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The Big Bang Theory - still not funny after ten long years

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A show like The Big Bang Theory could only be produced in America, a country where the expanse of generosity and talent is so vast that brilliant programmes are allowed to carry on being brilliant for many, many years.

But The Big Bang Theory is not such a programme. Now in its tenth year, it is instead the product of another, more regrettable American trait, the ability to be easily pleased.

Chuck Lorre and Bill Prady, the show’s creators, dipped their hands into a tepid pool of geeky stereotypes and picked out whatever dreck was nearest to the surface.

Their findings certainly fit the basic definitions of nerds - unfashionable, bad with women, insular, and obsessed with trivial and childish pursuits such as superheroes and science fiction.

However, Lorre and Prady have never been creative enough to have their characters break beyond these boundaries. Not once in ten whole years.

The stereotyping applies in other ways, too. Aside from the ‘straight man’ Leonard, who stands around while the others are ‘funny,’ the characters are so unoriginal that they could technically be considered ‘culturally insensitive’.

Howard, for example, is the embodiment of the stale Jewish stereotype of someone who is smart and funny, but in a self-hating way, and who also lives with his overbearing mother. Raj is an Indian version of this same creation, minus the mother.

Sheldon, perhaps the show’s most famous character, who I was once told I looked like after a particularly extreme haircut (which may be at the root of my hatred of this show), is a gay stereotype – fussy and effeminate, with some other dickhead nerd traits like condescension thrown in for good measure.

The actor Jim Parsons, who is gay, has not only been presented with, but has accepted awards for this ‘performance,’ playing a ‘straight guy’ with all the television traits of a gay man.

And what can one say about the women? Penny is so one dimensional she has yet to acquire a surname. The kind of blonde goddess geeks usually fawn over in vain, she inexplicably falls for one of them in the end, despite having supposed disdain for their weakly-portrayed geek culture. It has never occurred to the writers that someone such as Penny can still be that attractive but also socially awkward, insular, and with equally nerdish tastes (and no, Amy sadly doesn’t count).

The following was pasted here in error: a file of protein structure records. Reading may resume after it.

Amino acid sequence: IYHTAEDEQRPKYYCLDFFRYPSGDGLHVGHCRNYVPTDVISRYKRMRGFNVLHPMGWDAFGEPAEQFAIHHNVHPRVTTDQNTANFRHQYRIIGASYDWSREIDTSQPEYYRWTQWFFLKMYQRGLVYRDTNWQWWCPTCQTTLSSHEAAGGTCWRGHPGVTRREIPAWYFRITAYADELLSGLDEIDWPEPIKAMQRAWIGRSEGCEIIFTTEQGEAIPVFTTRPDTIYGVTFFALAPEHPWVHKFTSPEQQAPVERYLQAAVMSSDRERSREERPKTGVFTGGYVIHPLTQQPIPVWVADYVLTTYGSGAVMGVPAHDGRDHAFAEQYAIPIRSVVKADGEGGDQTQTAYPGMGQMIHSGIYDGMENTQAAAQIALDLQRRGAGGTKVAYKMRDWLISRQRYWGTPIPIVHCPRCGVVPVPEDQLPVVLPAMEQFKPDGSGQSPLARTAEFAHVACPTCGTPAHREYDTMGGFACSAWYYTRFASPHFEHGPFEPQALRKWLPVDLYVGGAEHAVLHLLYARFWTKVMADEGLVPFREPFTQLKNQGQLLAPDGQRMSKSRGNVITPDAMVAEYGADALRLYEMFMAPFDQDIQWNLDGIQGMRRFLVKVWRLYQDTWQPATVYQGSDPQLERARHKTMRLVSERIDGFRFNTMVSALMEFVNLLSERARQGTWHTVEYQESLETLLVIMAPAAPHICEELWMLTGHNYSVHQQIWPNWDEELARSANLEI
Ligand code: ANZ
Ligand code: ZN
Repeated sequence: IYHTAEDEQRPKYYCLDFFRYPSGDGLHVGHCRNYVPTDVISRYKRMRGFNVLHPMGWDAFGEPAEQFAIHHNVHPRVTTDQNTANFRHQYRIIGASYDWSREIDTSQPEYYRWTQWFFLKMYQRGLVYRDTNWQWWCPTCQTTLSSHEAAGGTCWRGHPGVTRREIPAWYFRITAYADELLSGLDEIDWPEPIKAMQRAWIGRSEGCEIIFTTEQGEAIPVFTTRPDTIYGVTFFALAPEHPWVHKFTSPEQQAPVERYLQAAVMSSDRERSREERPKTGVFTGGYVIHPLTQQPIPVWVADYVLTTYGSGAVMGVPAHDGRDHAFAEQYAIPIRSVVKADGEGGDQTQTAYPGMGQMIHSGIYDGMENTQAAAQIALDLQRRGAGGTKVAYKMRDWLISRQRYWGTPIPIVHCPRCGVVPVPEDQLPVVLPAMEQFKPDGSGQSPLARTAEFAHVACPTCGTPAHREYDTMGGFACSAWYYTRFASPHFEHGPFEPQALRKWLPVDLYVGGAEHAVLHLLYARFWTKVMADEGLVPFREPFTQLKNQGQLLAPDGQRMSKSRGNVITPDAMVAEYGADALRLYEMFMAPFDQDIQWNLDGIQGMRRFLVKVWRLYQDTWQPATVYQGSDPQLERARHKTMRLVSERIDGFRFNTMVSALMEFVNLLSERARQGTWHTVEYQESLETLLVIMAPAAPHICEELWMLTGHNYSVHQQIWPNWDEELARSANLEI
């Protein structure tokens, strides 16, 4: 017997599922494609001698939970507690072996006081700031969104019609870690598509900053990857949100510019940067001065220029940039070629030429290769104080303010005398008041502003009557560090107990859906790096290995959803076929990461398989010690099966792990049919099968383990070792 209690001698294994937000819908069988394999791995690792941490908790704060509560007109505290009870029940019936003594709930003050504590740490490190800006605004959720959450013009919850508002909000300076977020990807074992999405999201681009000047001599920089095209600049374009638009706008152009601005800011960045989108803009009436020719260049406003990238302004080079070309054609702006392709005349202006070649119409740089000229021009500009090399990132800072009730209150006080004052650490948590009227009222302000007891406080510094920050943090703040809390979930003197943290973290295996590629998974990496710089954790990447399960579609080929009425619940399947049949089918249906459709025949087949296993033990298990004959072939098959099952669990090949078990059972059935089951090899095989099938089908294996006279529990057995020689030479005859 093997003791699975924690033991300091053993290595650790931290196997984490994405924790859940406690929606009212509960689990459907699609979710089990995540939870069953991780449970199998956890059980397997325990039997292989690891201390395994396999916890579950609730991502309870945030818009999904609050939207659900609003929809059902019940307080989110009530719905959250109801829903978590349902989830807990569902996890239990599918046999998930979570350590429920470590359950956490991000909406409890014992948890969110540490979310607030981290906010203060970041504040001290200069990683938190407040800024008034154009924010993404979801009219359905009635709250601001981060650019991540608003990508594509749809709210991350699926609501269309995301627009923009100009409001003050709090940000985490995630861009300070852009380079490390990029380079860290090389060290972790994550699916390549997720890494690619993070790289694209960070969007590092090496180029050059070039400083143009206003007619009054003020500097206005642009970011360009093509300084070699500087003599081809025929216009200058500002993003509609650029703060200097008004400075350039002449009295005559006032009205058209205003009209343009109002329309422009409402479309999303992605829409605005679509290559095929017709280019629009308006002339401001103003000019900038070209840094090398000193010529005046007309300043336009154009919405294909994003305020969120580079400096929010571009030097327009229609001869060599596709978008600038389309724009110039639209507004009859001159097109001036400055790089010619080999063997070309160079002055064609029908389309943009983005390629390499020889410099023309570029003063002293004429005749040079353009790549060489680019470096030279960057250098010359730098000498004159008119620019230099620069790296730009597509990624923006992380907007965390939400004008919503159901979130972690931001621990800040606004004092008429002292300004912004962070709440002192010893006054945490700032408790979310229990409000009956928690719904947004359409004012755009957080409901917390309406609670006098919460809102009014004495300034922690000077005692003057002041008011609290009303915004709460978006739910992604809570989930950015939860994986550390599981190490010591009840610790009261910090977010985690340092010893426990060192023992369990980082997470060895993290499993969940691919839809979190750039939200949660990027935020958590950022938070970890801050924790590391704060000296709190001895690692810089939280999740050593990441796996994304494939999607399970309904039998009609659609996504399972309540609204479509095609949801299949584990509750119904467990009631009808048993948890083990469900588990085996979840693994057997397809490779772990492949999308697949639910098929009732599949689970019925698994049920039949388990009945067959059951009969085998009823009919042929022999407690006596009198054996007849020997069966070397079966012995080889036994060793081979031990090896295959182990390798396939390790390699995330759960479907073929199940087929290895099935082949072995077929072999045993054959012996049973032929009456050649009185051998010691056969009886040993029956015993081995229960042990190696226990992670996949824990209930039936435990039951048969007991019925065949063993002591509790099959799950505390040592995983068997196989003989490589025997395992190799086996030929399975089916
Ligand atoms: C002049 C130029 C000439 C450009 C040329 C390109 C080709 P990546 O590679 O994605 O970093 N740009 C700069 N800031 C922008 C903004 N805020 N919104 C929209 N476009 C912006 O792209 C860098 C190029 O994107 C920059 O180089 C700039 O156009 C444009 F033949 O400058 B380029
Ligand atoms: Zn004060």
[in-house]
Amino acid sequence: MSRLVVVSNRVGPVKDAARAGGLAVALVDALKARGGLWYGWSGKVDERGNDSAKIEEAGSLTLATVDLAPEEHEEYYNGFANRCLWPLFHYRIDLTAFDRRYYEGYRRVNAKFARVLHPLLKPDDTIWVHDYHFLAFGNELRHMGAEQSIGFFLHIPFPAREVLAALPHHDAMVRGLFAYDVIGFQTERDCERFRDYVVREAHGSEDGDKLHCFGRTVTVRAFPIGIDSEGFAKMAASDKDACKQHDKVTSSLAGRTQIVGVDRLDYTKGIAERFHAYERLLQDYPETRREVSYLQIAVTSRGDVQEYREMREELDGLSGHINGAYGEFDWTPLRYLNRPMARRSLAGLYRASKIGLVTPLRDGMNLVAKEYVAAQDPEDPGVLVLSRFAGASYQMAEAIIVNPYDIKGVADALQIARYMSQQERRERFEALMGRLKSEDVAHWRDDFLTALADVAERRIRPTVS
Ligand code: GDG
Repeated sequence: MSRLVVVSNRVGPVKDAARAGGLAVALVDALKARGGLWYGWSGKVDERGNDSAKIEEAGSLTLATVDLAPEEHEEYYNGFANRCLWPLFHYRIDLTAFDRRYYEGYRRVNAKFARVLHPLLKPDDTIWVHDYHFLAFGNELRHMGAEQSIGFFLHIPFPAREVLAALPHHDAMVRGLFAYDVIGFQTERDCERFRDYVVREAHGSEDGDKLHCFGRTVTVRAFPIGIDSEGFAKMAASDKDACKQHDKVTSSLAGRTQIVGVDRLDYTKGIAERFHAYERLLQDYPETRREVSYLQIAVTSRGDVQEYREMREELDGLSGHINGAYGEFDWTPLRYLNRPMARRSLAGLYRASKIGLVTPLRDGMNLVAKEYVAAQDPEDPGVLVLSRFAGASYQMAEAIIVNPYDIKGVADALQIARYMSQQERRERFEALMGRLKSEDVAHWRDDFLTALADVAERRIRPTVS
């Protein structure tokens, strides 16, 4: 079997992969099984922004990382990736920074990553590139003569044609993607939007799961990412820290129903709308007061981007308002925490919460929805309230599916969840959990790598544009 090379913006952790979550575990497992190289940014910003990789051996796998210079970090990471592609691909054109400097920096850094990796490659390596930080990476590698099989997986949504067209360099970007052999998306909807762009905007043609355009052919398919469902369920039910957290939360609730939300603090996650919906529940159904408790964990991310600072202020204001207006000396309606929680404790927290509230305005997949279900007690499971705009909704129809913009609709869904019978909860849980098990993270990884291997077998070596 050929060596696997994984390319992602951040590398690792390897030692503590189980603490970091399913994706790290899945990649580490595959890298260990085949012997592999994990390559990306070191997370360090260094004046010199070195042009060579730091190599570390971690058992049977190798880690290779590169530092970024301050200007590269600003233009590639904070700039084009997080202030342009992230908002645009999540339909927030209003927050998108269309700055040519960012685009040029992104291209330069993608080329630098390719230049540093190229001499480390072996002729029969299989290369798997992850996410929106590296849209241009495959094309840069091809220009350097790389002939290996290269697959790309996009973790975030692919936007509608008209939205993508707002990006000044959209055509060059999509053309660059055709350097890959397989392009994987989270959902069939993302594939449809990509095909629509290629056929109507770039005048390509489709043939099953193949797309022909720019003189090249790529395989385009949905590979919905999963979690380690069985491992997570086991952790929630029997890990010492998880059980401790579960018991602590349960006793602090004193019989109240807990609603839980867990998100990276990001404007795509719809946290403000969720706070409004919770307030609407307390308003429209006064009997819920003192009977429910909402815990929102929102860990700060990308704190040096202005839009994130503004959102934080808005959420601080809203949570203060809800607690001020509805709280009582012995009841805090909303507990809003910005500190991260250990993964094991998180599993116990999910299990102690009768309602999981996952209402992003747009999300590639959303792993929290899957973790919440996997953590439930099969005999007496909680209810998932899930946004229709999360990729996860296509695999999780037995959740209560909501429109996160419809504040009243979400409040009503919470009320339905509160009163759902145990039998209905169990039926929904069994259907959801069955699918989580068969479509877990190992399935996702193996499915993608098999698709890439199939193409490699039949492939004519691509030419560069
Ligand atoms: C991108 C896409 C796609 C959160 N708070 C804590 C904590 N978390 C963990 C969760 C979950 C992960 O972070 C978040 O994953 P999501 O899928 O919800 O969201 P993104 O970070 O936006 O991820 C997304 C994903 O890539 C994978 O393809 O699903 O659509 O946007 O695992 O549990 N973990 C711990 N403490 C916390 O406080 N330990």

As there is clearly nothing original about the show’s characters, there is also nothing funny about them. The joke is in fact on us, as the creators of Big Bang have mastered the art of convincing everyone, including itself, that it is in fact hilarious.

There is a great social philanthropist on YouTube who goes by the name of ‘Sboss.’ This modest account has done the world a favour in uploading a short clip from one of the episodes, the season four classic, ‘The Zazzy Substitution,’ but without the canned laughter. 

Between each of the ‘gags’ in this short extract (and would you have been able to spot them without the cue?) there are sudden bursts of suspiciously intense laughter.

What is more revealing, however, is that the actors actually pause after delivering each line in order to make way for the screeches and howls of uncontrollable ecstasy. There were people on pills in this scene, but it was the audience.

Laughter, real nerds have found, is primarily a social custom. We laugh not because we find something all that hilarious, but to show others in our company that we ‘get’ the joke.

This is why we don’t laugh nearly as much, or as loudly, when sitting alone in our darkened bedrooms staring into our laptops as we do when we are with friends or at a comedy gig.

On watching scenes such as the one above, the viewer hears the hysterics from the audience and subconsciously concludes that they, too, must laugh along with it, even if they don’t stop to consider if the lines are actually any good.

A good sense of humour is subconsciously connected to intelligence, and no one wants to expose themselves as both joyless and a bit slow by not joining in with the general mirth.

As many readers will have noticed, there is something in the zeitgeist at the moment about nerds being cool, and in this sense the show is the natural successor to Friends, which snapped up the most pallid stereotypes of the coolest people in the 1990s and gulled audiences into thinking they too were the height of hilarity.

Popularity, sadly, does not mean quality, and this is true of many television shows, such as Love Island and The Kardashians. Big Bang appeals to the lowest common denominator, rehashing tired gags about equally tired stereotypes in order to dazzle the electrons in the most ossified comedy glands.

Ironically, it makes jokes at the expense of smart people on the fringes of society in order to please those keen to be considered part of the in-crowd like complete idiots.

Written as perfunctorily as a command prompt on one of Sheldon’s computers, and packaged and presented as an ‘original show,’ it’s script runs like an algorithm and automatically expects laughter to be produced every few seconds.

It is an entirely synthetic creation, designed to provoke an equally synthetic response from its millions of pathetic, drooling, cretinous viewers who demand nothing more than it to be known that they, too, are in on the joke. Blessed are the geeks, indeed.




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